This month, the King County Bar Association Bar Bulletin published Charles Burdell’s discussion of DON’TS for mediations. Charlie Burdell had a career in private practice. He later became a King County Superior Court Judge before becoming a full time arbitrator and mediator. On the right, he is pictured waterskiing on Lake Washington last August. His helpful article on mediation mistakes to avoid reads as follows:
Thirty five years is a long time, but it seems like it was just yesterday. I began doing mediations as part of the first “roster of volunteer attorneys” which was created in the early days of the Federal Bar Association. I followed that with many judicial settlement conferences while I was a King County Superior Court Judge. I left that work in 1990 to begin a career as a private mediator and arbitrator and am still going strong. Last summer I successfully mediated the dispute between the taxi cab industry and ride service providers.
Mediation is a very important part of a successful legal career in litigation and the attorneys in this state are very good at it. However, over the years, I have noticed several recurring mistakes. Having seen lawyers make these mistakes for 35 years, I feel its ok for me to just tell it like it is and give you guys a list of DON’TS!!
Don’t oversell the client’s case to the client: No case gets better than the first day it walks into your office. Be sure to temper your early assessment of the value of your client’s case until you get an idea of the facts from the other side’s perspective. Many times in mediation, especially of personal injury cases, the clients are frustrated when they are confronted with settlement which is far less than they were advised when their attorney was retained.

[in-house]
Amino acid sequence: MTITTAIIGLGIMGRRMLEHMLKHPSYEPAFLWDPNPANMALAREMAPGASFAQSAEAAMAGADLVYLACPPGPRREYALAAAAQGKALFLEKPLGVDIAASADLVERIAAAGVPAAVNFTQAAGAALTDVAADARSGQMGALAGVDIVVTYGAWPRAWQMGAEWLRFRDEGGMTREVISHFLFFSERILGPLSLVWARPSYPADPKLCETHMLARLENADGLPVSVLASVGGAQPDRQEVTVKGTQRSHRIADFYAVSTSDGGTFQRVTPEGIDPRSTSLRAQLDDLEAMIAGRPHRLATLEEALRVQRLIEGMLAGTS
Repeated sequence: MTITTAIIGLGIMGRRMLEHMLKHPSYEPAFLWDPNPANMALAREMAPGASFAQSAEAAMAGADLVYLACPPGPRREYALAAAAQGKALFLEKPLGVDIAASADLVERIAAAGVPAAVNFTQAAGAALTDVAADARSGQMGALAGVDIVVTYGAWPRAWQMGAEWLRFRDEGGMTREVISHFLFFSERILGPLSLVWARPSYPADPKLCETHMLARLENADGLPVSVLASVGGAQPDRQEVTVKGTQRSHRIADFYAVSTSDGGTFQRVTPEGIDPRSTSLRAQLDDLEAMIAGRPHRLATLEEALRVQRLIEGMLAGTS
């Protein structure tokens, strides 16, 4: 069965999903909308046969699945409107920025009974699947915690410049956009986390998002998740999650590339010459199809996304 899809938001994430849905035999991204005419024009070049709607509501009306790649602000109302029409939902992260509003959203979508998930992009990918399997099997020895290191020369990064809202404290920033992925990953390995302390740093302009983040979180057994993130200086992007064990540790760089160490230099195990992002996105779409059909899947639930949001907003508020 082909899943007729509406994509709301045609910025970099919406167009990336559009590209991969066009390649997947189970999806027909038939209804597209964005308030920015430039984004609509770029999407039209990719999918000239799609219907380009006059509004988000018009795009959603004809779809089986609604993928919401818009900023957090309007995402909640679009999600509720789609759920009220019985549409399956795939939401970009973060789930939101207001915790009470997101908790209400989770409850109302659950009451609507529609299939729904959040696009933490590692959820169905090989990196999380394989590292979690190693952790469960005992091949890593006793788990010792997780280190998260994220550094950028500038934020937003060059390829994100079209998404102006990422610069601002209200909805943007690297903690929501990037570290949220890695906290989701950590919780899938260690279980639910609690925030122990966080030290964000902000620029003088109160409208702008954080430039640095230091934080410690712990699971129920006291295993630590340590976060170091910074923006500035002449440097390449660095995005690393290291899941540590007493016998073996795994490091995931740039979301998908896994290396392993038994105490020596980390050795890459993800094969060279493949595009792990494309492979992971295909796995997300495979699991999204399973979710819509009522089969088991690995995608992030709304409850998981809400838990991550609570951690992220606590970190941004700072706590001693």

Don’t represent multiple plaintiffs in personal injury actions without providing “informed consent”: RPC 1.8 (g) provides that a lawyer “who represents two or more clients shall not participate in making an aggregate settlement of the claims” unless each client gives informed consent in writing. It is surprising how many lawyers come to mediation representing multiple clients injured in the same tort without any objective way to allocate a settlement and without obtaining the clients’ prior informed consent. The best practice is to either obtain the clients’ informed consent prior to accepting the representation or just represent the client with the best case and refer the other injured party to your law school classmate!!
Don’t participate in mediation without all the stakeholders present: Obviously, your client should be in attendance along with all decision makers. However, don’t forget to at least inform lien holders of the mediation and invite their participation either in person or on the phone.